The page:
By Jay Mwamba
Galvanized by the Roy Keane affair that threatened to scuttle their World Cup crusade before the finals, Ireland were told to hold their heads high by their inspirational manager in the face of last Sunday’s agonizing second-round penalty loss to Spain in Korea.
Mick McCarthy also reminded his players that their aim had been to cheer Irish fans and that they ought to be proud of their effort against the Spaniards despite succumbing 3-2 on penalties.
“The coach told us to smile and be proud of ourselves,” said star forward Robbie Keane, Ireland’s top scorer in the finals with three goals.
“In the dressing room he gathered us around and told us to keep our heads up and stick out our chests as we had done the country proud, him proud, and ourselves proud,” the 21-year-old added.
“We should have won this game and we really cannot look beyond it now. But we were confident if we had got over this hurdle that we could have gone to the final and even won it. That dream has come to an end.”
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Keane, whose last-gasp penalty forced the game into extra time, said he never doubted that he would score from the spot kick.
“It was the 90th minute but I was confident I was going to score,” he said. “I was not nervous. The way the game was panning out it looked as if we would get an equalizer.”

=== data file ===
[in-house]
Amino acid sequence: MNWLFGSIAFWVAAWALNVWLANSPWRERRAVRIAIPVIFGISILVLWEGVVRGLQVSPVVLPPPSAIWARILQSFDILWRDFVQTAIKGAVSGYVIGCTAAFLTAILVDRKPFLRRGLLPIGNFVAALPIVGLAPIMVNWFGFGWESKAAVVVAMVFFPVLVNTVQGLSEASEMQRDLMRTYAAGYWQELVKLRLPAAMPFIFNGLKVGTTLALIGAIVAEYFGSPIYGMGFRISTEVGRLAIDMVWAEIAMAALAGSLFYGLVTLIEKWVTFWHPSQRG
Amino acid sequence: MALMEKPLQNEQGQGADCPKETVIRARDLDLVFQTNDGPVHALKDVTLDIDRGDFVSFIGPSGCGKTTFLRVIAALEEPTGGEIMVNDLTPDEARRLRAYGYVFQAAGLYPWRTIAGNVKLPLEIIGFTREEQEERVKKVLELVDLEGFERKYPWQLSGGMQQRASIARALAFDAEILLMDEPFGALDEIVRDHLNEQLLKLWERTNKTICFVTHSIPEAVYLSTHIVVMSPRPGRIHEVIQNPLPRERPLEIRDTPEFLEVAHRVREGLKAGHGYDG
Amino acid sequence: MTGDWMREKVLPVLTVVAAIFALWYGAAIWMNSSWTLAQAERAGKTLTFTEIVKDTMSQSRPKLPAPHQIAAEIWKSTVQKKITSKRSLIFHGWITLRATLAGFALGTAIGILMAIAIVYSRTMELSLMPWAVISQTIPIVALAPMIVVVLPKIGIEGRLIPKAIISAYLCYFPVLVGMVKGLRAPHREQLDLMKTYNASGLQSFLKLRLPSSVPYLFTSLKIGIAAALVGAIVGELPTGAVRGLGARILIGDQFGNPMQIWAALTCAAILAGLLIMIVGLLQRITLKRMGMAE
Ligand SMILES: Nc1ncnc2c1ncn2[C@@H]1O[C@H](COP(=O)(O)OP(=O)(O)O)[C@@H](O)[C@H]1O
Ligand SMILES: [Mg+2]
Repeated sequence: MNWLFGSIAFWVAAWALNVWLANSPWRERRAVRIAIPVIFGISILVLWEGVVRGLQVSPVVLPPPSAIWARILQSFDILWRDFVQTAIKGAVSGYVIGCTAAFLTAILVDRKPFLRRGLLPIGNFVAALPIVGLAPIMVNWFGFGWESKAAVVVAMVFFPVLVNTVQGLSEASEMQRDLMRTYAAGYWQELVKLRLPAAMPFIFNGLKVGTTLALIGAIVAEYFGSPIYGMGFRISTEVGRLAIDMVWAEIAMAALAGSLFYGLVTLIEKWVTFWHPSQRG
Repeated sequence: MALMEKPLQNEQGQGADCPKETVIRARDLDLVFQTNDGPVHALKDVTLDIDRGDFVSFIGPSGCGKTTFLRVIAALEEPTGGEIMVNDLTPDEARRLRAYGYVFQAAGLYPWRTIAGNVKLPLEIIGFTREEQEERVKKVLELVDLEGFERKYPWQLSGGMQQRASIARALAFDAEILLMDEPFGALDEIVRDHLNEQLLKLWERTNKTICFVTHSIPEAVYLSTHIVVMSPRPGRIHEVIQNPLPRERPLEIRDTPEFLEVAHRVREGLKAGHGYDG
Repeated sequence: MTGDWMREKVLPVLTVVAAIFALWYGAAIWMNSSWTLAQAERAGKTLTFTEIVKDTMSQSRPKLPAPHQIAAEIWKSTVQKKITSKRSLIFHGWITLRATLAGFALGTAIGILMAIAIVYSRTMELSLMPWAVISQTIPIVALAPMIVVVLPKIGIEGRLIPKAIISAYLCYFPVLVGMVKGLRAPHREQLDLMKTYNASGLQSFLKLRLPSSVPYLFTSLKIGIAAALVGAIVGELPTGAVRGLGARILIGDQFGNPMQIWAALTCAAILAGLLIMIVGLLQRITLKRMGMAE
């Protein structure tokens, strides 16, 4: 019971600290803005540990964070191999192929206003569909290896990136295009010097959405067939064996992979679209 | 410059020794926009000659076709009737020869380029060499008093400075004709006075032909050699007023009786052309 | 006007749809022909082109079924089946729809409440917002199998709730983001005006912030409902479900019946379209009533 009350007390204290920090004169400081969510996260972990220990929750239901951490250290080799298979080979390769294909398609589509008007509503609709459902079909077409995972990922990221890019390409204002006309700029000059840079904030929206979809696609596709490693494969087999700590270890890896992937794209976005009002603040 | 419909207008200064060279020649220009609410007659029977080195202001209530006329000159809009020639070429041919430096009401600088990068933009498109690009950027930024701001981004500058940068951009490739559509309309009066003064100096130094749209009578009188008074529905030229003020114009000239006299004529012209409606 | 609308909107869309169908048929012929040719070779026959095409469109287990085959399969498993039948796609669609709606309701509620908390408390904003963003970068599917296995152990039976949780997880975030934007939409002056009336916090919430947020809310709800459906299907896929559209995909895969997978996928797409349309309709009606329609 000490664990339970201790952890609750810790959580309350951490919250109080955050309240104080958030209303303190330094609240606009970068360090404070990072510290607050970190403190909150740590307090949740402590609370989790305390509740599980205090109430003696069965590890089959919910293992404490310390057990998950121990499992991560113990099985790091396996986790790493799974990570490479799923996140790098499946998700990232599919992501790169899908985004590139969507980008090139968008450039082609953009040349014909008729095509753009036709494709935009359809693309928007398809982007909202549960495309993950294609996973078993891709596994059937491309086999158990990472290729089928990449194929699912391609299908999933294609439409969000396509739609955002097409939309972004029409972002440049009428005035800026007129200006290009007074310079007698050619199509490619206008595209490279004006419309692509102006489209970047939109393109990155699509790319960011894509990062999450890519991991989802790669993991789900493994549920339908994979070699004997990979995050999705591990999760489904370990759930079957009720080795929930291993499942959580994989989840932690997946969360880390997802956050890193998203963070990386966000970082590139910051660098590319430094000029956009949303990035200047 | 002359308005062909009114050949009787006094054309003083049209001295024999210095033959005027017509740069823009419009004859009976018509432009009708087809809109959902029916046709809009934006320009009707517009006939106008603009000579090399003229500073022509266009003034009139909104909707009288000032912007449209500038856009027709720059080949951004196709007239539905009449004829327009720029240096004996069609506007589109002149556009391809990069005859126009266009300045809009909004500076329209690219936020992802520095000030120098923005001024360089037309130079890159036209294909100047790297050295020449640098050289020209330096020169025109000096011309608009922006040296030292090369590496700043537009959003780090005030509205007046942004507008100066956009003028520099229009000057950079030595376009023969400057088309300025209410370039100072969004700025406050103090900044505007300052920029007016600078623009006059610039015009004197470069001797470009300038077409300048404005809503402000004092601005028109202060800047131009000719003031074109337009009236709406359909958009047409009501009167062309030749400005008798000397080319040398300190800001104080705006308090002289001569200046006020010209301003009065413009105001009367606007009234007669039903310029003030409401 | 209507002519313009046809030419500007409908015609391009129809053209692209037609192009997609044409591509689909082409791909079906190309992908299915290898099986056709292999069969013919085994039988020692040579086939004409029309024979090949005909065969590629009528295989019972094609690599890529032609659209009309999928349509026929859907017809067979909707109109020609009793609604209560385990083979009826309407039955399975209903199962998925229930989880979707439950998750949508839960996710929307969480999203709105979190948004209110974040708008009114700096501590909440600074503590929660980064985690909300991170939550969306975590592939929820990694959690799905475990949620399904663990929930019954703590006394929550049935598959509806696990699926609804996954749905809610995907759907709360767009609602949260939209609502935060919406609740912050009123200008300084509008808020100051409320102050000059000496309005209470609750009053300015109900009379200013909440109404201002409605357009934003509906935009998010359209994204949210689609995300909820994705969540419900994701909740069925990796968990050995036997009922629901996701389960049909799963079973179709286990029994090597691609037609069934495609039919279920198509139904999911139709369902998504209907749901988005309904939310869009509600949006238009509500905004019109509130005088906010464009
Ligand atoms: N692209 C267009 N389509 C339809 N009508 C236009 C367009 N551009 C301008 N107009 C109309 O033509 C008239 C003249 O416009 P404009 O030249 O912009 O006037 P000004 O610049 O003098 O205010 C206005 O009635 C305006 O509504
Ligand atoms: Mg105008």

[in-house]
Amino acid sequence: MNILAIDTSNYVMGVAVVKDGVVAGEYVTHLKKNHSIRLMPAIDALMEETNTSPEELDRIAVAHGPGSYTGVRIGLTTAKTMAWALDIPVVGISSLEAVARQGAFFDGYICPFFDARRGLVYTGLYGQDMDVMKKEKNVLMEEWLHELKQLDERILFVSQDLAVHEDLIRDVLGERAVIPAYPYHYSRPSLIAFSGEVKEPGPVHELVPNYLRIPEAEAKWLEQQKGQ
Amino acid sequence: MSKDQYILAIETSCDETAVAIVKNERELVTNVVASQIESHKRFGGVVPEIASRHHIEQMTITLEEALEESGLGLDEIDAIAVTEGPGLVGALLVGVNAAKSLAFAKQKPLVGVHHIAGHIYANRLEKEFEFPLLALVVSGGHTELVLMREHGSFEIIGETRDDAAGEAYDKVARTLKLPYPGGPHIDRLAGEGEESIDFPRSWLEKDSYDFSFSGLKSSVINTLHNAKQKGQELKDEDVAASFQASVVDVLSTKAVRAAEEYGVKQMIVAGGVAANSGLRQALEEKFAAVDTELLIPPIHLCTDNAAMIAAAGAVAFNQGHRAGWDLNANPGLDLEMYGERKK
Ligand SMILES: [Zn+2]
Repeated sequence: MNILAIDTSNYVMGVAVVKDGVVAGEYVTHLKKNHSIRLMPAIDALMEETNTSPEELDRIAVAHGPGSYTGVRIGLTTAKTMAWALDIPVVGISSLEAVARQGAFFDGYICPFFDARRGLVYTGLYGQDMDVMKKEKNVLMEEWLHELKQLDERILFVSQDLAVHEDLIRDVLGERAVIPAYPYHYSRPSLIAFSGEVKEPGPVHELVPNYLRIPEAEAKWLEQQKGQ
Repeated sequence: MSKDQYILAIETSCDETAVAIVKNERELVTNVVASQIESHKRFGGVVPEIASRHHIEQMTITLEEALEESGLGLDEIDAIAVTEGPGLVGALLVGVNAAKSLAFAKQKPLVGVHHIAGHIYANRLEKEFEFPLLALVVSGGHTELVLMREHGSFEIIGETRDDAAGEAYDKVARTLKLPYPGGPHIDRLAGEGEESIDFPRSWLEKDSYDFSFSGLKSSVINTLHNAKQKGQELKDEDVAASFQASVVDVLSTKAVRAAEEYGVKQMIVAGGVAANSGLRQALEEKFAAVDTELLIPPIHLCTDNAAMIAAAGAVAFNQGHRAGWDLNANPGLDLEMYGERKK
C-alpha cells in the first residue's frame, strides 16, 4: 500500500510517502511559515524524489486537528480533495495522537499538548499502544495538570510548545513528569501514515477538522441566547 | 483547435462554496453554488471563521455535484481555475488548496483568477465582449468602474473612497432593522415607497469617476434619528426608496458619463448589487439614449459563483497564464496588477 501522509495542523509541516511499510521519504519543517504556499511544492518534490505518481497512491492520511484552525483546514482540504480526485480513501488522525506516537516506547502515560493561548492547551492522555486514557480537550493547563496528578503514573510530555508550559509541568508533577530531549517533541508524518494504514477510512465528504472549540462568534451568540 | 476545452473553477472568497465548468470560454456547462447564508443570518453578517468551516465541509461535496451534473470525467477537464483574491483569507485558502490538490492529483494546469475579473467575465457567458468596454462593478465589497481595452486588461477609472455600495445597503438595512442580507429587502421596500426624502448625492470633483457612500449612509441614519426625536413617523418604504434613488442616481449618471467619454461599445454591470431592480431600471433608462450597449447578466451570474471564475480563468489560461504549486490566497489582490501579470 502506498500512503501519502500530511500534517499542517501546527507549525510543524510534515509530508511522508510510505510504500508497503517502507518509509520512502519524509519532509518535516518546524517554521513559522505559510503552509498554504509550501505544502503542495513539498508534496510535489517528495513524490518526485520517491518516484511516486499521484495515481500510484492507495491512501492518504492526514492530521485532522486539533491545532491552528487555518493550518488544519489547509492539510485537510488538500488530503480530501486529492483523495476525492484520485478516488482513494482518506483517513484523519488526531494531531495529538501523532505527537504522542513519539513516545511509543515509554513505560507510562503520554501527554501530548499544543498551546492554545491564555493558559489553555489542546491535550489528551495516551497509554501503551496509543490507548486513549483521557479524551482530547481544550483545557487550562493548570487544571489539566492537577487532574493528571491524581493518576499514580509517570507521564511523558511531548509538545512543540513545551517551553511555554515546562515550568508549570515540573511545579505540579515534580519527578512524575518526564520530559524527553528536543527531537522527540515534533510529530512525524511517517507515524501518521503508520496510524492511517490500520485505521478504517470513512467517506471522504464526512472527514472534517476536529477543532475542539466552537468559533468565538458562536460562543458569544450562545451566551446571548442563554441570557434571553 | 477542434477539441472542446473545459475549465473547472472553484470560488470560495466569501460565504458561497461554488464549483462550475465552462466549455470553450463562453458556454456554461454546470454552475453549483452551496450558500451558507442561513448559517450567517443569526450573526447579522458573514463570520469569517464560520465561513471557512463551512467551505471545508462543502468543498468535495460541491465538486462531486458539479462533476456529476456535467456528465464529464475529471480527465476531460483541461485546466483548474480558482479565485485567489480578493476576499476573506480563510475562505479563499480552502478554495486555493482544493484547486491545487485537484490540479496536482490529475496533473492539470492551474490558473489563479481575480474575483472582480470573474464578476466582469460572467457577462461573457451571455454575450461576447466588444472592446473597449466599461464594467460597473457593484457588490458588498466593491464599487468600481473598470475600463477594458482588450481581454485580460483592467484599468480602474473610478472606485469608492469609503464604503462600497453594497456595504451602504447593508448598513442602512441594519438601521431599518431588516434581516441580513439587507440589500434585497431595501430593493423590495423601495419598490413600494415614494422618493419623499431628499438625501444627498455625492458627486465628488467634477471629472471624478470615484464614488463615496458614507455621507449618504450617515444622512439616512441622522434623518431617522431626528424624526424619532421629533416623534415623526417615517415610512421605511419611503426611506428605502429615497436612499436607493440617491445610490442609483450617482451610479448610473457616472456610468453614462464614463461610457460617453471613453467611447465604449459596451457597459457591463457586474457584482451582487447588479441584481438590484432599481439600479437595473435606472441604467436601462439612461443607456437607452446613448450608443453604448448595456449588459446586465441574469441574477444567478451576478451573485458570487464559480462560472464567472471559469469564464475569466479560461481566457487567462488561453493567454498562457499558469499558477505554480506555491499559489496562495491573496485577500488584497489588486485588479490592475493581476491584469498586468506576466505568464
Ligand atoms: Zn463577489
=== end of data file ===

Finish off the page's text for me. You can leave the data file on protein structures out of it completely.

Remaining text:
Mark Kinsella, tasked with filling the void left by Roy Keane in midfield, said that the team had put smiles on people’s faces and the performances of Damien Duff and Niall Quinn in attack were particularly
“[Spain] could not handle Damien or Quinny when he came on,” the Charlton Athletic captain said. “They just wanted to get the game into extra time and then penalties. Damien was outstanding. He was taking on three or four players and beating them.”
McCarthy said the Roy Keane affair, that came to head when he kicked his rebellious former skipper off the team before the start of the finals, had brought the squad together.
“We were left with 22 wonderful guys and the incident galvanized us all. We had a lot of pride and determination,” he said.
Meanwhile, the reaction from some former members of the Irish set-up at the Republic’s elimination was unanimous: Spain were lucky.
McCarthy’s predecessor and former mentor, Jack Charlton, was shattered by what he termed as Ireland’s undeserved eviction from the finals.
“I am very disappointed with the result because they didn’t deserve to go out of the competition,” said the English-born coaching icon, the first man to lead Ireland to the World Cup.
“We’re out now, but they didn’t deserve to be out. They deserve to be in the next round because they put everything into it and only just lost out.”
Ex-international defender Mark Lawrenson told BBC television: “They dominated for 75 percent of the game and were the only team willing to push forward and willing to try and win the game.
“Then to miss three penalties out of five . . . there is nothing you can do about that whatsoever. It was an outstanding display by Ireland, absolutely outstanding.”
David O’Leary, one of the heroes of the 5-4 penalty victory over Romania that put Ireland in the quarterfinals of Italia ’90 on their debut under Charlton, said Spain were lucky to top the Republic.
“Ireland deserved to go through. The Spanish became so negative in the second half and I thought it summed it up when they started taking off forwards,” Robbie Keane’s Leeds United boss added.